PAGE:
Identifying and exploring 9 factors that should be considered when specifying for healthcare facilities.
Before specifying flooring for healthcare facilities, there are several aspects that need to be thoroughly explored. Healthcare environments are unique and as such have stringent requirements – all the more so when it comes to their flooring. There are several floor types ideally suited to these facilities, which is why the continuous innovations in this area, be it technological or aesthetic, make it exciting to monitor as a source of inspiration for future installations.
Sound affects individuals on a physiological and psychological level, which is why unwanted noise can increase blood pressure, heart rate, respiration rate and blood cholesterol levels.
The World Health Organization (WHO) recommends that the average sound level in general hospital and healthcare areas should not exceed 30 dB(A) for daytime levels or 35 dB(A) as the upper limit for daytime sound levels. However research indicates that it is not uncommon for measurements of 65-83 dB to be found in intensive care units. In the market today there are flooring options available with acoustic solutions that achieve an impact sound reduction of up to 20dB.
Several floor types are considered ideal for healthcare environments, from vinyl to hardwood flooring. Advancements in technology has led to these floor types being able to offer very specialised services with regards to acoustics, maintenance, hygiene etc. Before making a decision, it’s advisable to speak with your flooring supplier to find out everything you need to know and to ensure your flooring choice matches each of the space’s numerous needs.
2. Colour and demarcation
The quality of the visual environment can have a positive or negative effect on the occupant’s feeling of wellbeing and in hospitals and healthcare buildings, this can affect staff performance and patient recovery.
The cost of hospital staff and patient treatment is considerable; therefore, measures to maximise performance as well as healing through improved environments will generally be cost-effective. For these reasons, it is essential to consider colour design at the early stages of specifying, renovating and/or designing a building. Only then can a truly integrated approach to the visual environment be pursued.
As noted above, the colour and pattern of the floor should be carefully considered during the design stage, as they can provide healthcare facilities with both practical and aesthetic benefits.
A bright, interesting and attractive interior that does not feel ‘institutional’ can help to create a calming environment that ultimately helps the healing process by reducing the patient’s stress levels. Even though warm, neutral colours can create a comfortable and cosy environment, a splash of colour here-and-there can add a sense of ‘fun’ to an otherwise serious setting.
Colours can also be used for functional purposes, by designating different zones and by creating navigational signage that helps patients find their way around the building and also assists staff in moving around the hospital complex via the most efficient routes.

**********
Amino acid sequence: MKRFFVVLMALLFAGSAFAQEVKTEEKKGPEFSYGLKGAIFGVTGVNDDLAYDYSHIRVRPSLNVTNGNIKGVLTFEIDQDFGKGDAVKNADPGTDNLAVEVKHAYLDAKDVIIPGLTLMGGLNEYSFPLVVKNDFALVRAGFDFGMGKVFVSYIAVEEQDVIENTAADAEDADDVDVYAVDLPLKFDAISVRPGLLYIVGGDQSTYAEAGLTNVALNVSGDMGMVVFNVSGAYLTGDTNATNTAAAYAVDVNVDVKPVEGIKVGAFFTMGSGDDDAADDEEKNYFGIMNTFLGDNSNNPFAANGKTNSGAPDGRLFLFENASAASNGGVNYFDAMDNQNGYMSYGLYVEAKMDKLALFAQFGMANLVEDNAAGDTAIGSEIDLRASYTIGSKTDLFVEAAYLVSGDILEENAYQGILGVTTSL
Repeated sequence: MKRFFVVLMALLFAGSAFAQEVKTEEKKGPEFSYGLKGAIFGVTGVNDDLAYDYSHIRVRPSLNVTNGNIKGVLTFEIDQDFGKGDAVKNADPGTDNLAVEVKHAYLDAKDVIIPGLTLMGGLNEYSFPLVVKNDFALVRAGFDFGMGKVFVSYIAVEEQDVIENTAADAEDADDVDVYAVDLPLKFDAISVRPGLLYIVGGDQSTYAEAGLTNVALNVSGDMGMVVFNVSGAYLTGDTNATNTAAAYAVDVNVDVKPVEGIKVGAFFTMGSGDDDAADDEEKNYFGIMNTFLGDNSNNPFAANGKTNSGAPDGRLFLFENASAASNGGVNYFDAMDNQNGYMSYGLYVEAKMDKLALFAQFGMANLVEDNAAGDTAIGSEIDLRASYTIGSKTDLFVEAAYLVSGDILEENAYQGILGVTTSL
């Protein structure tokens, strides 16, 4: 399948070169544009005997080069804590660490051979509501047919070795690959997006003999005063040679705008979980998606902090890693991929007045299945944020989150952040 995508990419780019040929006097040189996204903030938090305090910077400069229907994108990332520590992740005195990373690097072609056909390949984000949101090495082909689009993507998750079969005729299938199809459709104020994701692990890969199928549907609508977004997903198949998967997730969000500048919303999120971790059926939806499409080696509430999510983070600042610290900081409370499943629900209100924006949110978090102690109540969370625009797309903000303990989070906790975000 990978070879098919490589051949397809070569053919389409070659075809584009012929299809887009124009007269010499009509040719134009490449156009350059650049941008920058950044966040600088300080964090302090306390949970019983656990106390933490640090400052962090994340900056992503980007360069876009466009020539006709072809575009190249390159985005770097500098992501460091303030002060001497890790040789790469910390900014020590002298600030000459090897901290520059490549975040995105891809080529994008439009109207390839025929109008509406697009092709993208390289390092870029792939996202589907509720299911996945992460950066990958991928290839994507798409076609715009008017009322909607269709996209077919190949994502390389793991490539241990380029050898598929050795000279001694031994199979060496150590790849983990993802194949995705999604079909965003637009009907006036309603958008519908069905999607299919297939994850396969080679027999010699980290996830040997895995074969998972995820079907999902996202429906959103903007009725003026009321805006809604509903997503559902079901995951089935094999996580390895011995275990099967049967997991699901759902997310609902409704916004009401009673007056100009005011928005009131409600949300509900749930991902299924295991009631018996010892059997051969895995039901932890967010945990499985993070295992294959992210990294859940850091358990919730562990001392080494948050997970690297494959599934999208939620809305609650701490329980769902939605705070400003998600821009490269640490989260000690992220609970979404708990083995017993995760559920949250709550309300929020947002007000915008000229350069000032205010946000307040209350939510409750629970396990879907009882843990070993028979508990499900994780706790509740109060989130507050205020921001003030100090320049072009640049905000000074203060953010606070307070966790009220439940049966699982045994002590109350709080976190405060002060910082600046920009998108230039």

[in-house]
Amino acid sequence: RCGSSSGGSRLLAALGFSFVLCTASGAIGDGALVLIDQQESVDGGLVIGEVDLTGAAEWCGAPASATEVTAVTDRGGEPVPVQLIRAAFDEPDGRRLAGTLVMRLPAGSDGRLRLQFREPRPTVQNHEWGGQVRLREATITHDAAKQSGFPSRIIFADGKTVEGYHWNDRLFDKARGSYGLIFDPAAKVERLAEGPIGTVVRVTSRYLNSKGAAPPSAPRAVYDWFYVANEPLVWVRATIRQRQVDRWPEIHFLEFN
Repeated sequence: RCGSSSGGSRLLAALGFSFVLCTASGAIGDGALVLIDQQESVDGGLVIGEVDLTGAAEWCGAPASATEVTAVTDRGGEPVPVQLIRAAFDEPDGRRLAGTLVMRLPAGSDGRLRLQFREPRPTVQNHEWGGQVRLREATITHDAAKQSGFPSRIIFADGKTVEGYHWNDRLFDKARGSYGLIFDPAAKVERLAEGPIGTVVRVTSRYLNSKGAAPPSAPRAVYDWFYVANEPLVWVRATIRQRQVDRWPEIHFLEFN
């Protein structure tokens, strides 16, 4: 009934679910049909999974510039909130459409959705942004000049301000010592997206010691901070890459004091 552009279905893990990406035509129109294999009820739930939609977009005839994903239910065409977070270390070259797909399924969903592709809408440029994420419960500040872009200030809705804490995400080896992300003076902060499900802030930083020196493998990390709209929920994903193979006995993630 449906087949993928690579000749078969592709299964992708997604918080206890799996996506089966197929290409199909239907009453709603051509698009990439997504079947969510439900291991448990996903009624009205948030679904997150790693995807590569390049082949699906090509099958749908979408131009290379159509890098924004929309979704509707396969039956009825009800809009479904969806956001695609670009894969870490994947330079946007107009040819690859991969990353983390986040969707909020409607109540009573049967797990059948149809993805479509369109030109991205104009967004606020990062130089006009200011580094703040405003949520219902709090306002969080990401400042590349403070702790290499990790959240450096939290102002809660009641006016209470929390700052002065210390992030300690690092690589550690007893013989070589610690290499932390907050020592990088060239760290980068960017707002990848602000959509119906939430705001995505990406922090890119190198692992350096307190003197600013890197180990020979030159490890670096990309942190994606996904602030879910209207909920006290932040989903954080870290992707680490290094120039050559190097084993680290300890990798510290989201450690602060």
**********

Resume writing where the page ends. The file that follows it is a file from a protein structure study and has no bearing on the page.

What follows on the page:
Simply put, when selecting your choice of colour, the end goal is to create a space that is functional but doesn’t feel cold or clinical, and perhaps this is easier said than done, however as a designer it’s critical to keep the needs of the patient in mind while balancing it with the needs of the facility.
3. Hygiene and air quality
According to WHO guidelines for indoor air quality, indoor air pollution plays a significant role in the general state of health of people who spend a considerable amount of time indoors.
Hospitals and healthcare facilities, therefore, have a particular duty to protect patients, staff and visitors, from air pollution, bio particles and airborne infection; especially when the WHO identifies children, elderly people and other vulnerable groups as being particularly at risk from biological and chemical indoor pollutants.
The choice of flooring in the hospital environment can play a vital role in improving patient healthcare and, similar to colour, good air quality can assist in ensuring the psychological and physical wellbeing of inhabitants.
With healthcare and facilities managers understanding the importance of improving Indoor Air Quality (IAQ), specifying flooring with low Volatile Organic Compounds (VOC) emissions to meet current standards is a priority. VOCs are used in most products and are a large group of carbon-based chemicals that easily evaporate at room temperature into the air we breathe, the implications on patient healthcare being of potential concern. It is, therefore, imperative that any flooring specified has a low VOC emissions rate.
When it comes to hygiene, specifiers need to consider flooring that can withstand thorough, daily cleaning with specific chemicals to disinfect the area. However, The Centre for Disease Control & Prevention (CDC) in America states: “Studies have demonstrated that disinfection of floors offers no advantage over regular detergent/water cleaning and has minimal or no impact on the occurrence of healthcare acquired infections.”